As of September 2020, primary school enrolment ranged from 75 students at the smallest primary school to 193 students at the largest.

The maximum class size in parish primaries will be 15 students per class for all year-levels.

The report said: “School structures, schedules and resources are organised in ways to ensure that students are in cohorts and sections.”

Schools were given scores as part of the criteria for closure based on multiple factors including building and site conditions, health and safety, and transportation.

It was highlighted that some schools chosen for closure scored higher [better] than some of those that will remain open. The report said that some schools with lower scores were selected to remain open because of the requirement for there to be one school in each parish — in some cases there is only one school.

It said some of the low-scoring schools are in parishes that house a significant percentage of total primary school students, while some high-scoring schools had low population percentages.

Part of the Government’s vision for school reform is that all schools become central to their communities.

The point was made by consultees that some primary schools facing closure are already fulfilling that role. One submission read: “Existing primary schools already embody the parish primary schools.”

The report said: “The parish primary school model is more expansive than current primary schools. It is intended to grow and strengthen communities as persons and organisations work together to transform current educational, economic, and cultural development systems to be more inclusive and equitable.”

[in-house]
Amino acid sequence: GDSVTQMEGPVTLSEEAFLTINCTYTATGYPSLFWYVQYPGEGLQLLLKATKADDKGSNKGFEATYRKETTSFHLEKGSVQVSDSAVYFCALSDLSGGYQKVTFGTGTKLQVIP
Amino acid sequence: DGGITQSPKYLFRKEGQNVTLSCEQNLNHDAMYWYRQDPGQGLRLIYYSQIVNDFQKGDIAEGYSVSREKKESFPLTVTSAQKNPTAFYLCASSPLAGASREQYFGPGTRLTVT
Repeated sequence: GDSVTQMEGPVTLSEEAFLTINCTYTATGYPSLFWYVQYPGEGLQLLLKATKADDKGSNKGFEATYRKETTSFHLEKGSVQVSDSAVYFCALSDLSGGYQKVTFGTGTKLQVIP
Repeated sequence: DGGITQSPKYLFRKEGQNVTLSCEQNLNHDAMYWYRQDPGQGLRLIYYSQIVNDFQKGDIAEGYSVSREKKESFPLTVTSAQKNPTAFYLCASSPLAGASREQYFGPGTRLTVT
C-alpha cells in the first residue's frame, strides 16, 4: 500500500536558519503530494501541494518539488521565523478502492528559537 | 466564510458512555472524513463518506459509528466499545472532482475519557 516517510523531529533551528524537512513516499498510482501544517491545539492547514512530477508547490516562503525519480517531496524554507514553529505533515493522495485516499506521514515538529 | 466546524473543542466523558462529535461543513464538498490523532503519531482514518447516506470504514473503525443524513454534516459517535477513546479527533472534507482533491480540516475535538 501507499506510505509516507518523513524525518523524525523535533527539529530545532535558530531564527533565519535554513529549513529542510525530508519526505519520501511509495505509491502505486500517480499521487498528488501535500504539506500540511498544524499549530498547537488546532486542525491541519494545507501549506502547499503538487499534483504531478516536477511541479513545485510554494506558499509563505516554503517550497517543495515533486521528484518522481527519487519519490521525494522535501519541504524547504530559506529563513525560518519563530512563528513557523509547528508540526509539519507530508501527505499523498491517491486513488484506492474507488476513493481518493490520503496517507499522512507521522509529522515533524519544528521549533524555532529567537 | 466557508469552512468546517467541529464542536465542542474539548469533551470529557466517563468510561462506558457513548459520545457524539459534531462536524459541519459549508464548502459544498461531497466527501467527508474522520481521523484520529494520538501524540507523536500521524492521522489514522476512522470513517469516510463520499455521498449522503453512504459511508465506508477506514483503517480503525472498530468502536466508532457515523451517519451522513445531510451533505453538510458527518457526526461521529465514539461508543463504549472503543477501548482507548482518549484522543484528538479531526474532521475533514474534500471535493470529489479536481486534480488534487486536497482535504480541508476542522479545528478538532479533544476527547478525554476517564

The report said travel times between parish primary schools would vary from between five and 20 minutes.

“With the exception of children who live in St David’s, most students will continue to live within ten minutes of the closest available primary school,” it said.

It added that there would be a provision of dedicated buses.

Consultees suggested closing fewer schools, retaining the three-zone model of East, West and Central zones and closing those with the lower enrolment.

While the three-zone model will be retained, the report said closing fewer schools “would mean spreading precious human and financial resources across a higher number of schools and undermine achieving the vision and objectives”.

It added that there would be fewer financial resources across a higher number of schools and that schools would not be the “optimal size based on research”.

The other consultation reports released were the The Parish Primary Consultation Submissions, which includes all of the submissions received during the consultation and the Parish Primary School Decisions report, which shares Diallo Rabain, the Minister of Education’s decisions on the proposal for parish primary schools. It also explains the decisions and why they were made.

The consultation began on December 18, 2020, with the publication of the Parish Primary School Consultation Document and ended on March 12, 2021.

The Parish Primary School Plan:

Eight public primary schools are to close under the government’s Parish Primary School Plan.

The implementation of the plan will be phased in at a minimum of a three to five-year period. The transition of students from a three-tier to a two-tier education system will also be phased in.

Parish primary schools will accommodate two additional years of primary school with ages ranging from 5 to 12 – senior schools will accommodate ages 13 to 15 while exceptionalities signature schools will cover all year levels from 5 to 18.

What was M1 (middle level one) will become P7, M2 will become P8 and M3 will become S1 (senior level one).

Primary school enrolment will continue to be based on zones; therefore, children will not necessarily have to live in the parish where their school is located.

The schools that will close are: St George's Preparatory School, St George’s; St David's Primary School, St George’s; Prospect Primary School, Devonshire; Northlands Primary School, Pembroke; Gilbert Institute, Paget; Heron Bay Primary School, Southampton; Port Royal Primary School, Southampton; and West End Primary School, Sandys.

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Published September 10, 2021 at 7:56 am (Updated September 10, 2021 at 7:38 am)

Schools Report: Concern over lack of detail over funding